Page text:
Time for a confession: today, I am slightly cheating. I have seen some of this film before. It was on one of the satellite movie channels in the middle of the night about 12 years ago. I was working in a casino at the time and on my nights off I would sit up watching movies until sunrise. I stumbled across the last half hour of this little gem by random chance at about 3 in the morning and I have never been able to find it again since. Then one day just a couple of weeks ago I stumbled across it by random chance again, this time on Lovefilm. And because it is such a criminally underseen film, I just have to share it with you.
Will anyone get there alive?
Claire and Nick are the most trusted employees of the gangster known only as The Boss (not Springsteen). When a bagman doesn’t make his delivery, they’re the ones sent out to find him. But it seems the bagman has been set up by someone trying to make a move on the business, and after Boss’ girlfriend Kitty runs away, things start to really unravel. Sharp suits, sharp wit and lots and lots of bullets ensue.
Montana is a film that was unfairly swallowed up by the wave of post-Tarantino crime film knockoffs that peppered the mid-to-late nineties indie arena. This stands apart from its contemporaries however, by taking the revolutionary step of having an actual story populated by real – and, crucially, sympathetic – characters as opposed to a parade of dickheads trying to out-do each other with increasingly tedious pop culture references before getting shot. If there is one other flick from that period that comes close to this one, it’s the Christopher Walken-starring Suicide Kings. Actually, the two would make quite the double-bill. Excuse me; I’m going to go order Suicide Kings.
Right, I’m back. Where was I? The cast. Oh lordy. For a low-budget, blackly comedic crime film by first time writers and director, this flick has managed to assemble a humdinger of a cast. Kyra Sedgwick (who also produced) plays Claire, next to the effortlessly cool Stanley Tucci as her partner Nick. Both are perfect for their roles. Claire is both the most deadly hitter and the only woman in The Head Cheese’s organisation, and she plays down her femininity to a certain degree, but whether digging her own grave or crouched behind the sofa with guns blazing, Sedgwick has never been sexier. When she’s on screen –which is about 80 of the film’s 95 minutes – you just can’t take your eyes off her. I could watch her play this part in a hundred movies. Any of you who were here back when I reviewed Julie & Julia will know how much of a Tucci fan I am, and this is another great performance as Nick, the sharpest dresser and sharpest shooter since Martin Q. Blank. These characters work because they have depth. They have history. That’s something that only comes with the combination of a well-written script and good actors who know what they’re doing, and this movie has both of those things in spades.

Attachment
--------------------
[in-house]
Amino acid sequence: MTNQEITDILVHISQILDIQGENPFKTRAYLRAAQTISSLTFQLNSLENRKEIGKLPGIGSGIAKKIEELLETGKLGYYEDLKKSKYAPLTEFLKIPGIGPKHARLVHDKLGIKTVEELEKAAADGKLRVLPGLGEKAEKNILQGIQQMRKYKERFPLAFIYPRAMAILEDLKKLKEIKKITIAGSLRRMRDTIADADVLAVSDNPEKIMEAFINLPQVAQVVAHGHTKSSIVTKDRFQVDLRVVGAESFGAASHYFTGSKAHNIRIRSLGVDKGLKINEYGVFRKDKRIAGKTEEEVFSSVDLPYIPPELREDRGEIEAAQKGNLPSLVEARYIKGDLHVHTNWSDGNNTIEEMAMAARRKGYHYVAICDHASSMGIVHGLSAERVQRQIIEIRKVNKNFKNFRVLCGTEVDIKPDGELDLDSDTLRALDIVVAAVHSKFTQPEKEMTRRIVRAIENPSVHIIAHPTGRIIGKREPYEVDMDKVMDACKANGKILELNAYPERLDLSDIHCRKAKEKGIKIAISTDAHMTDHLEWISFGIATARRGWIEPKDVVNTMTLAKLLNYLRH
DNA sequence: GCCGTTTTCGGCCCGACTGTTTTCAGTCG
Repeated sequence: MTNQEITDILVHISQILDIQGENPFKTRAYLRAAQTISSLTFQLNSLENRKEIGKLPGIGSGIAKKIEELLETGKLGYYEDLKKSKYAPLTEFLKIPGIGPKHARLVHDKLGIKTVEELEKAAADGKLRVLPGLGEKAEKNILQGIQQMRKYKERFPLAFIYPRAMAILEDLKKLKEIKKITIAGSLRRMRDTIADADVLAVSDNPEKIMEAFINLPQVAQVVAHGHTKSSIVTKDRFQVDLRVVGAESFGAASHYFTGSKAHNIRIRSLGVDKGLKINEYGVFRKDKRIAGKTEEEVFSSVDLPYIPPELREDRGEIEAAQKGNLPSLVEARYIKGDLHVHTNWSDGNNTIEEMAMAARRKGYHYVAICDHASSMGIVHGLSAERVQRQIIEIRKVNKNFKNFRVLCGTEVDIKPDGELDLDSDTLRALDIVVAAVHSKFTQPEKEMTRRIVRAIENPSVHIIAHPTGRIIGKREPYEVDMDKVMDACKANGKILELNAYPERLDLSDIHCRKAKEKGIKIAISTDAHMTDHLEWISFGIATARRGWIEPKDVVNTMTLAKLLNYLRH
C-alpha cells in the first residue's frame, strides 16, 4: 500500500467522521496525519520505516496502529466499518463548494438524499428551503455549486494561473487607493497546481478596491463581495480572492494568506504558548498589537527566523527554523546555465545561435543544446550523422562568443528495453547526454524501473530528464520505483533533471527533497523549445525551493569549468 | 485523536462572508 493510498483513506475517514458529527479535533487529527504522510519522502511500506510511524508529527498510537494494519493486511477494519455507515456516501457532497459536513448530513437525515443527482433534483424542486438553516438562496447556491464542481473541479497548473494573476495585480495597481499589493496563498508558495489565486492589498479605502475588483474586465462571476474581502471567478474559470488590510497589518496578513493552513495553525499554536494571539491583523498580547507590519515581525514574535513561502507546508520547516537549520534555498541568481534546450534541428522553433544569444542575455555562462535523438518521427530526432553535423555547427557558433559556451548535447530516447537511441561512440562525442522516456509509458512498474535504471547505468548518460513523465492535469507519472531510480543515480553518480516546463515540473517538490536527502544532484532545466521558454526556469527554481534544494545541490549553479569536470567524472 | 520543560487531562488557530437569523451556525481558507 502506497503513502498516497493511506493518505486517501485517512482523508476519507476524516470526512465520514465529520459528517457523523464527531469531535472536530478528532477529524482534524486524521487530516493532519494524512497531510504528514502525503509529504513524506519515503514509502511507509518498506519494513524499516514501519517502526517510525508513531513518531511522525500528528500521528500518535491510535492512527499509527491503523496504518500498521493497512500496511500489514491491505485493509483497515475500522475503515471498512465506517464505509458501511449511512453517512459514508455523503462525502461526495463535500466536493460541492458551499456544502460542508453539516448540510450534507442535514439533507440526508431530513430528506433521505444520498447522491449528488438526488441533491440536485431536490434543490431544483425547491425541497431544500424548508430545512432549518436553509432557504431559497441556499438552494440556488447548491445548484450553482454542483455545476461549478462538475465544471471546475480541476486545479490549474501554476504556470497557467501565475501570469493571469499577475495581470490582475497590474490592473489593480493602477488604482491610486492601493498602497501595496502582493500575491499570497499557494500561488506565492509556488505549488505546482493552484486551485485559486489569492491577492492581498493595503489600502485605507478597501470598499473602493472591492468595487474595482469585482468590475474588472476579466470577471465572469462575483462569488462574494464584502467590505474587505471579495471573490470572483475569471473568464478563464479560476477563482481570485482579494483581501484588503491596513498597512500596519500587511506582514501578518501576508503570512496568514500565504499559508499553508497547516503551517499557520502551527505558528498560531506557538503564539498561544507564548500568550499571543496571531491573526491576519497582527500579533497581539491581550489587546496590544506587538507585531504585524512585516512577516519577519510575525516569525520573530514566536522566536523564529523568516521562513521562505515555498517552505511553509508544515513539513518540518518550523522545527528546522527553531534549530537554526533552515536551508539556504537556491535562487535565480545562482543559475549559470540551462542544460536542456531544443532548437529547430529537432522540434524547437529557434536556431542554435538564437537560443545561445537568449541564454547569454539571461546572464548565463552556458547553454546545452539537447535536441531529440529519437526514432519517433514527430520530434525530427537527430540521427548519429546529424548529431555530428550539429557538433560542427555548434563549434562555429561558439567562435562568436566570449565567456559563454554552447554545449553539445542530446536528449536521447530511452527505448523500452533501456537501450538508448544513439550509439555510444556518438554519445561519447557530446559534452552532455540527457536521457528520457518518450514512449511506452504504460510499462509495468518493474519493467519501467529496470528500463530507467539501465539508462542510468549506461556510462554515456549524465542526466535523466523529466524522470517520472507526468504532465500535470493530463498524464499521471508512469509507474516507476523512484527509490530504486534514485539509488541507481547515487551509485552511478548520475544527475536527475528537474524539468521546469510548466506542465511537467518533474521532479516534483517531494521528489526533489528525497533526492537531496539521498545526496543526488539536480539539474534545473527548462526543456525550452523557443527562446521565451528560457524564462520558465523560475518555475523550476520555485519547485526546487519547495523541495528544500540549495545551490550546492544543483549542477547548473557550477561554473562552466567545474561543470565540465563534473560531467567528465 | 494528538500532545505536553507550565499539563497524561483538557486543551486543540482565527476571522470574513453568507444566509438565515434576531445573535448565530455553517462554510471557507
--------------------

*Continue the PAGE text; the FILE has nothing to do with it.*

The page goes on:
The cast is filled out by Philip Seymour Hoffman as the organisation’s slimy accountant, John Ritter as a “life coach” hawking his own self-help books on late night infomercials, Robbie Coltrane as The Boss, and Ethan Embry as his hot-headed, spoiled son; the Uday to Coltrane’s Saddam (for example). And then there is Robin Tunney. Tunney plays Kitty, a prostitute who was traded to El Jefe and is now his live-in mistress, forbidden to interact with any of the men in the organisation due to the Big Kahuna’s pathological jealousy. She spends her days sitting around in tiny dresses and working through the Head Honcho’s admittedly impressive library while slowly gathering the courage for another escape attempt. It is her latest try that, as an unknowing part of a power play in the organisation, becomes the jumping off point for the main story. When it comes to characterisation, Tunney has more to do in this one film than in four seasons of The Mentalist and she does a great job. Everyone does a great job in fact.
This and a short from 2008 are the only credits I can find for director Jennifer Leitzes. I don’t know what she was doing before or what she has done since but on the strength of this movie, she deserves a much fuller IMDb page. This flick is very well done stylistically. The story unfolds in an unhurried but inevitable way, and Leitzes knows when to push it onwards and when to just let it happen. This is a film of long shots and long takes that build a rhythm as each scene develops. The opening scene for example is a single crane shot that wouldn’t be out of place in a Scorsese picture. The film was written by Jon and Erich Hoeber who, like their director, followed up Montana with a big patch of nothing until the Kate Beckinsale flick Whiteout in 2009, then RED in 2010 and the recent Battleship. I haven’t seen their latest work yet, but anyone who caught RED knows that these two can write both action scenes and witty, naturalistic dialogue. That’s another strength that this movie has; it isn’t over-written. It has rhythm and flair, but never feels forced. It is also hilarious when it wants to be.
For a film that is almost fifteen years old, it has barely aged at all. Watching it now, it could have been made three years ago or twenty years ago. The only giveaways are the somewhat clunky phones that occasionally put in an appearance. But it’s like that old saying: fashions come and go, but style lasts forever. If you take only one recommendation from me for the rest of the time I’m doing this, please see this film. I’m working on the likely assumption that you probably haven’t already done so, but feel free to correct me if I’m wrong.